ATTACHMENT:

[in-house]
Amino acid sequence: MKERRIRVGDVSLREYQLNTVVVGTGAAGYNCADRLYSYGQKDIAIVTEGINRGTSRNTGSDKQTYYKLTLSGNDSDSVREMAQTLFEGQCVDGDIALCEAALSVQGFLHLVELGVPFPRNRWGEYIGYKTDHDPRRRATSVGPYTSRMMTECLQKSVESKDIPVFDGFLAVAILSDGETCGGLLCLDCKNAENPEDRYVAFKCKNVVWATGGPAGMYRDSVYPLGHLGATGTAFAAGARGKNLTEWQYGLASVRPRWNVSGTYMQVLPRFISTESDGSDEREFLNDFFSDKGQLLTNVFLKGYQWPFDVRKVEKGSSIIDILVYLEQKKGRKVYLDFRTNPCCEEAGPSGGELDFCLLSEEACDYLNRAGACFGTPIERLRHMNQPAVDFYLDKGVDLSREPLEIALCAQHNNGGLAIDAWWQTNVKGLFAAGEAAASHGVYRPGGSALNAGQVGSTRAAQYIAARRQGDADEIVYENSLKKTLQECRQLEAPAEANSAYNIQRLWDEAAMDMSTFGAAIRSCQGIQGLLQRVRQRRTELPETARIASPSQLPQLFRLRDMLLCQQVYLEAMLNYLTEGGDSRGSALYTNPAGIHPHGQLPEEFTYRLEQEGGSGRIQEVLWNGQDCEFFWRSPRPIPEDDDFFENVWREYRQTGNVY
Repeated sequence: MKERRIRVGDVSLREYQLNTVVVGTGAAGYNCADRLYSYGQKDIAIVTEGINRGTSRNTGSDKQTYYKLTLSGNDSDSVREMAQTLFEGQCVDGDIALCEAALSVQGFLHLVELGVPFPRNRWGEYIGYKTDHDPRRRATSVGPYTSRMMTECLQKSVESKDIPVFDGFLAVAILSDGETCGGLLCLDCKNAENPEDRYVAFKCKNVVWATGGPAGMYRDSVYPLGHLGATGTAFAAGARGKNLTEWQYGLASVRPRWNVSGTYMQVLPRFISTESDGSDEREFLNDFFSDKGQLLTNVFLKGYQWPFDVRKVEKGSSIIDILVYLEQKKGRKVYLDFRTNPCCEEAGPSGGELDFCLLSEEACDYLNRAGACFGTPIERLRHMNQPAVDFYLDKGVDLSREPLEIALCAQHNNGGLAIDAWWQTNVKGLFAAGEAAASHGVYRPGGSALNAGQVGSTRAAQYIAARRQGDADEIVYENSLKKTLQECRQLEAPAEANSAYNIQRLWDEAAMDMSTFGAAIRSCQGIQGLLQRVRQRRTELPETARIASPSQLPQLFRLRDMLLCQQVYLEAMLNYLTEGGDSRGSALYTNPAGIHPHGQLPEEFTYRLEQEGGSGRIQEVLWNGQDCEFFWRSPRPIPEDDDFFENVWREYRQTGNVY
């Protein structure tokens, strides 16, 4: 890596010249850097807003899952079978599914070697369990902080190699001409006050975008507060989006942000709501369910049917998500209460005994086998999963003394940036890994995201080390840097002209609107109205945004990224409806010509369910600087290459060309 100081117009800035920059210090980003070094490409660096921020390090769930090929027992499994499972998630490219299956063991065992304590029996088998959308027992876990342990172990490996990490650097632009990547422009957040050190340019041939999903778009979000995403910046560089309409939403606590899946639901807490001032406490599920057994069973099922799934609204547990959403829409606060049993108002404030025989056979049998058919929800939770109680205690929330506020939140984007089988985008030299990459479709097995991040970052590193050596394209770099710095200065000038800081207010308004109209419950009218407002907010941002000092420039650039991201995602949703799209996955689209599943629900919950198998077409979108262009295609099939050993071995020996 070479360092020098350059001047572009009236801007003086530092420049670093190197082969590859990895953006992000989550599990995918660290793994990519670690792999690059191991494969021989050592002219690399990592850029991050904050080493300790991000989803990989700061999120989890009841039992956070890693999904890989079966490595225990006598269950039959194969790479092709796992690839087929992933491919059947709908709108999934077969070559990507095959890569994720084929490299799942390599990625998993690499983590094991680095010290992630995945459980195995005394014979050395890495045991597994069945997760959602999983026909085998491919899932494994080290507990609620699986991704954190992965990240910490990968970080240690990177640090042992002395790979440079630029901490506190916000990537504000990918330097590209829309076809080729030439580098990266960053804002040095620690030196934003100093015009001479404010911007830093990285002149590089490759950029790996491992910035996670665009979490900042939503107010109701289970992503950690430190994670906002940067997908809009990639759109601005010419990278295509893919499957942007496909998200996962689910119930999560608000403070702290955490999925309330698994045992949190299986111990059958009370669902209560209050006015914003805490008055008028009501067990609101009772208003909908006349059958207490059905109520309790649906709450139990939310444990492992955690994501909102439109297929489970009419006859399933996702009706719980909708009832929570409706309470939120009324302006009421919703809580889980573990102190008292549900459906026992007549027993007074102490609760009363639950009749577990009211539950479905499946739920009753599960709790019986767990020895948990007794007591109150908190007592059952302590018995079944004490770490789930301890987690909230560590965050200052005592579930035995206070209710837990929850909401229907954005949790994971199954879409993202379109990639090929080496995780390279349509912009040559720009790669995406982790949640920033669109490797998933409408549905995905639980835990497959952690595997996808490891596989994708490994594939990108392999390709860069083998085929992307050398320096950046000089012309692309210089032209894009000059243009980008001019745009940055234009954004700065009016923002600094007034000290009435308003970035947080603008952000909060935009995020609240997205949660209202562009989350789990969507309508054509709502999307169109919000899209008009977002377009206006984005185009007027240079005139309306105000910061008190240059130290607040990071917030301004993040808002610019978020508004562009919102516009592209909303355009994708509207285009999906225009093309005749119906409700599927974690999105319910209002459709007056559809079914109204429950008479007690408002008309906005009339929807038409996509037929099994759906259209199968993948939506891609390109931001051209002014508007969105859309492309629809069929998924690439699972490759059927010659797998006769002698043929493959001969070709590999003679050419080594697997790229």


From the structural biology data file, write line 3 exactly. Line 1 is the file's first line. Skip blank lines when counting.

Repeated sequence: MKERRIRVGDVSLREYQLNTVVVGTGAAGYNCADRLYSYGQKDIAIVTEGINRGTSRNTGSDKQTYYKLTLSGNDSDSVREMAQTLFEGQCVDGDIALCEAALSVQGFLHLVELGVPFPRNRWGEYIGYKTDHDPRRRATSVGPYTSRMMTECLQKSVESKDIPVFDGFLAVAILSDGETCGGLLCLDCKNAENPEDRYVAFKCKNVVWATGGPAGMYRDSVYPLGHLGATGTAFAAGARGKNLTEWQYGLASVRPRWNVSGTYMQVLPRFISTESDGSDEREFLNDFFSDKGQLLTNVFLKGYQWPFDVRKVEKGSSIIDILVYLEQKKGRKVYLDFRTNPCCEEAGPSGGELDFCLLSEEACDYLNRAGACFGTPIERLRHMNQPAVDFYLDKGVDLSREPLEIALCAQHNNGGLAIDAWWQTNVKGLFAAGEAAASHGVYRPGGSALNAGQVGSTRAAQYIAARRQGDADEIVYENSLKKTLQECRQLEAPAEANSAYNIQRLWDEAAMDMSTFGAAIRSCQGIQGLLQRVRQRRTELPETARIASPSQLPQLFRLRDMLLCQQVYLEAMLNYLTEGGDSRGSALYTNPAGIHPHGQLPEEFTYRLEQEGGSGRIQEVLWNGQDCEFFWRSPRPIPEDDDFFENVWREYRQTGNVY